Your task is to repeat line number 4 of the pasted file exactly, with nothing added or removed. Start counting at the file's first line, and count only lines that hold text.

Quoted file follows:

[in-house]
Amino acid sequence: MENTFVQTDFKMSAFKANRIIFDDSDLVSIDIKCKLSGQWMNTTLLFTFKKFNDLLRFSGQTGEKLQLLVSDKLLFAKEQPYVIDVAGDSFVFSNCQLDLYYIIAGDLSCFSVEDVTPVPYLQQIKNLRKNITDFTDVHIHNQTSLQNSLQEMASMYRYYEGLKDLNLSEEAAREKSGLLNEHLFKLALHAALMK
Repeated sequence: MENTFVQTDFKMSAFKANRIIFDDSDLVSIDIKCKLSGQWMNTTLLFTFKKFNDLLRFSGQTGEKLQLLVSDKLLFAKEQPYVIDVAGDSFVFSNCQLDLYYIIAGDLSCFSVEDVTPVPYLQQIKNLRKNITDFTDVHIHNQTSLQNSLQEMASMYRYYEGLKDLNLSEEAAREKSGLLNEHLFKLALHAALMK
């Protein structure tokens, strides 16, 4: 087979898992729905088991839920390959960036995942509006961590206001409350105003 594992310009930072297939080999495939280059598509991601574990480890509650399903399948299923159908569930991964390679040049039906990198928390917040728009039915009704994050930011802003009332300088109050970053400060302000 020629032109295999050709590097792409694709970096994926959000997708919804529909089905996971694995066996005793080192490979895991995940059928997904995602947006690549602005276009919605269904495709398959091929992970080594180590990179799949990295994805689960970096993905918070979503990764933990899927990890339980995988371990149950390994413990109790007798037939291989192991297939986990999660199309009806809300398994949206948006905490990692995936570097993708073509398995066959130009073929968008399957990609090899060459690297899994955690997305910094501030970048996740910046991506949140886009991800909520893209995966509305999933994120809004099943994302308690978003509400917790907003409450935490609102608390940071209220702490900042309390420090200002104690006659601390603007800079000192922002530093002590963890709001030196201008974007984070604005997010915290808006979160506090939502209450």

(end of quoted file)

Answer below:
């Protein structure tokens, strides 16, 4: 087979898992729905088991839920390959960036995942509006961590206001409350105003 594992310009930072297939080999495939280059598509991601574990480890509650399903399948299923159908569930991964390679040049039906990198928390917040728009039915009704994050930011802003009332300088109050970053400060302000 020629032109295999050709590097792409694709970096994926959000997708919804529909089905996971694995066996005793080192490979895991995940059928997904995602947006690549602005276009919605269904495709398959091929992970080594180590990179799949990295994805689960970096993905918070979503990764933990899927990890339980995988371990149950390994413990109790007798037939291989192991297939986990999660199309009806809300398994949206948006905490990692995936570097993708073509398995066959130009073929968008399957990609090899060459690297899994955690997305910094501030970048996740910046991506949140886009991800909520893209995966509305999933994120809004099943994302308690978003509400917790907003409450935490609102608390940071209220702490900042309390420090200002104690006659601390603007800079000192922002530093002590963890709001030196201008974007984070604005997010915290808006979160506090939502209450």